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Susie Wolff on Formula E, increasing women’s involvement and facing Toto

Five years ago, Susie Wolff made history by becoming just the sixth woman to be involved in a Formula One grand prix weekend, and the first since 1992.

Today, the Scot is continuing to help break down gender barriers in motorsport, although now she is doing so as a team principal, in charge of Venturi, the Formula E outfit co-founded by Leonardo DiCaprio.

Becoming the inspirational figure Wolff, 36, has to young women in a male-dominated world is a role that she has held since breaking into the DTM touring car series in 2006, although it is not one she necessarily wanted or expected.

Read more: Formula E continues to evolve at a rapid rate as series enters fifth season

“Im actually just doing the job that I love,” she tells City A.M. “Im not doing it because I want to lead the way for other women. But I know for myself from being a young girl that role models are important, and if I can pave the way to show whats possible I think thats really positive.”

It may not have been foremost on her mind as she competed against the likes of former DTM champions Paul di Resta or Gary Paffett – now also in Formula E – or perhaps even when she was testing her Williams Formula One car against the best in the world that her position in the sport gave her an opportunity to encourage female involvement.

But since retiring from racing in 2016, she has become more active in promoting equal opportunities, launching Dare to be Different, an initiative aimed at increasing womens participation in motorsport as well as other male-dominated industries.

Felipe Massa is one of Wolff's drivers at the Venturi team (Source: Getty)

Her role as a team principal within the electric racing series also allows her to champion that cause from within, something she feels there is a great appetite for.

“Formula E have been very supportive in helping us promote diversity and give opportunity to women,” says Wolff. “In the end its never down to one person or organisation, its about doing something to create change and it being supported as a whole. Its not going to happen overnight, but whats most important is that we are doing something.”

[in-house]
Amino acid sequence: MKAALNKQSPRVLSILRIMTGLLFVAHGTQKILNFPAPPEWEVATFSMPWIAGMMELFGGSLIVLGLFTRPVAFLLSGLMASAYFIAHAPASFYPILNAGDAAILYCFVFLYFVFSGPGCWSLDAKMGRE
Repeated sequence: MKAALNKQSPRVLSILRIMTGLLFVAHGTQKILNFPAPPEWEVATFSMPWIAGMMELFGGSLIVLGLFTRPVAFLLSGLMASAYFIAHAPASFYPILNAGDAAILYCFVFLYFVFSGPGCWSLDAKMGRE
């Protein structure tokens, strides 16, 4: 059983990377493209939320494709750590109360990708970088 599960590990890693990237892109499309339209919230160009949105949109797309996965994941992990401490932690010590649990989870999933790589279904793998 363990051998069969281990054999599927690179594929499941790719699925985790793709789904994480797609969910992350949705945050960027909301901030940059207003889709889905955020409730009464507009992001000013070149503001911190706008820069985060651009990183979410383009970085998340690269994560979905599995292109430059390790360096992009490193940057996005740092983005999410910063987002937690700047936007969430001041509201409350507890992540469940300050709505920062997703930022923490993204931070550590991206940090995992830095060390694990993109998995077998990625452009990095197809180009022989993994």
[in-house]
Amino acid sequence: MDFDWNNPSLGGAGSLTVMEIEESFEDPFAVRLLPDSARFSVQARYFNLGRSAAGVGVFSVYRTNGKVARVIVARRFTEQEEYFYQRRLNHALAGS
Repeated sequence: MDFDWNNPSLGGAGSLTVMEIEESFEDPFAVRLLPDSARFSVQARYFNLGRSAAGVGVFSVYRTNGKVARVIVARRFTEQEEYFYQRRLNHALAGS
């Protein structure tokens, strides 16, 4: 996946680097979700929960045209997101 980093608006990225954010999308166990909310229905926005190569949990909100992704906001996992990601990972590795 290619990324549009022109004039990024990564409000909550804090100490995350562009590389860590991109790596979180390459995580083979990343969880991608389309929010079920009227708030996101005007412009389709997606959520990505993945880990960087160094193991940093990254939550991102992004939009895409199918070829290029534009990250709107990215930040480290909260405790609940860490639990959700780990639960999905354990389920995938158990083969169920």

Wolff is not the only woman to blaze a trail in motorsport, but she is one of very few.

Formula One has had just two female principals: Monisha Kaltenborn, who took charge at Sauber between 2012 and 2017, and Claire Williams, who is technically a deputy to her father and team founder Frank but runs it day to day.

This month saw the start of the women-only W Series, while the most high-profile current racer is perhaps Tatiana Calderon, a development driver at Alfa Romeos F1 team who also competes in GP3 and was one of 10 women to test Formula E cars at the Saudi Arabia ePrix last year.

“It comes down to increasing the talent pool. The more women you get in racing, the more the best rise to the top,” Wolff says. “I believe massively in giving female drivers the opportunity and thats something Formula E has been very proactive on.

“Some of the women did a fantastic job at the Ad Diriyah test and showed they were capable of competing at this level.”

Media Interviews -  2016 Laureus World Sports Awards - Berlin
Susie Wolff has had a front row seat of her husband Toto Wolff's (right) success at Mercedes (Source: Getty)

Wolff is open to bringing in a female driver into Venturi, who sit seventh of 10 teams after nine races, but says she is happy with her current line-up of former F1 star Felipe Massa and ex-DTM driver Edoardo MortarRead More – Source

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